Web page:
He plans to keep developing his style with a good balance between commercial and artistic projects. The constant advances in film, animation and VFX technology generate great tools to keep exploring new forms of narrative, whether for commercials, music videos, films or other exciting new formats. He’s interested in all of them.

Watch some of his work here:

Signed: Dropbear

January 15, 2016 / Signed/Unsigned

By The Beak Street Bugle

Agile's latest signing has a vibrant reel of graphical, stop-motion delights.

AKA Agile Films’ newest director Dropbear (whose real name is Jonathan Chong) remembers being enthralled by the stop-motion animations that Sesame Street used to feature between segments when he was a kid. He’d wake up unreasonably early on Saturday mornings to watch cartoons and always being loved being taken to the cinema.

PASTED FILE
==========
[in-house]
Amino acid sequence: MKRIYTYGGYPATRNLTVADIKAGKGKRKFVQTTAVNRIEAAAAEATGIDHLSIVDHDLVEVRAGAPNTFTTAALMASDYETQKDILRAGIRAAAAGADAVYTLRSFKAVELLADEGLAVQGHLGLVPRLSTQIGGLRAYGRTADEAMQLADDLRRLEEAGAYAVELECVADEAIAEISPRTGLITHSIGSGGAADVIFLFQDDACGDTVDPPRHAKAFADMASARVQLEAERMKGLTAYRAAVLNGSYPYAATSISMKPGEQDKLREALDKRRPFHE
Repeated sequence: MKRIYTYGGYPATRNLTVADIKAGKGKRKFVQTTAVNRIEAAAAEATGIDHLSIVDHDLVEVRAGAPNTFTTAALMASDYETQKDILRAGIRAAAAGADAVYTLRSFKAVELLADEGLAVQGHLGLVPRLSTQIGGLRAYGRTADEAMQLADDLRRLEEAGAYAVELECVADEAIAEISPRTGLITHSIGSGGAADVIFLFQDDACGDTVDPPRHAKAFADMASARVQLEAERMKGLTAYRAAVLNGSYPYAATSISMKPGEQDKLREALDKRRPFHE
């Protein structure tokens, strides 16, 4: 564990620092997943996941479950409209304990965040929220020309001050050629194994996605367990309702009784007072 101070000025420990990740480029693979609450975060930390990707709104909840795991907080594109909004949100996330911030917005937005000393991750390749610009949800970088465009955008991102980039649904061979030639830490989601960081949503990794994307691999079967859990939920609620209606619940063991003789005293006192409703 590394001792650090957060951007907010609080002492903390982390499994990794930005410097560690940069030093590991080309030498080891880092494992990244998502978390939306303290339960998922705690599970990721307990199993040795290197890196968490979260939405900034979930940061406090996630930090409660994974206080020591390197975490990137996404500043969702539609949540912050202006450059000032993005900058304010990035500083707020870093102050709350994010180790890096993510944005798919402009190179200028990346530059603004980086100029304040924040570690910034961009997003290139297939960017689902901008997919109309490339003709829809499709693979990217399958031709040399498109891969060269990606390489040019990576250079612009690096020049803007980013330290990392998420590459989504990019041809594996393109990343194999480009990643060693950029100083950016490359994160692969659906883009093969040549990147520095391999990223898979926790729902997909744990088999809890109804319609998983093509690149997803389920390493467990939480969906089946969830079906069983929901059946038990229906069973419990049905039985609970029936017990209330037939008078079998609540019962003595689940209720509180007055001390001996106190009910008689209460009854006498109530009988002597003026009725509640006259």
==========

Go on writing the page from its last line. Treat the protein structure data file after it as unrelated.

He studied graphic design at university and his love for film and animation laid dormant until his final year, when he discovered Jan Švankmajer, Hayao Miyazaki, the Bolex Brothers and Henry Selick.

After graduating he worked as a stamp designer at Australia Post for a few years and at other design studios, before deciding that he wanted to work more with moving images. He taught himself by making simple animated loops and experimenting with different techniques such as rotoscoping, stop-motion and motion graphics and found a lot of the techiniques of graphic design were transferrable. Over time he began to get more animation work and less graphic design projects until he became a full time animation director.

His big break came in 2009 after completing his first stop-motion music video for Hudson and Troop's track Against the Grain. An animation using coloured pencils, it went viral within days and was featured on a number of influential sites and blogs. The global exposure launched his career as a stop-motion animator and ever since he’s been thrilling the internet with his meticulously crafted music videos.

Watch some of his work here: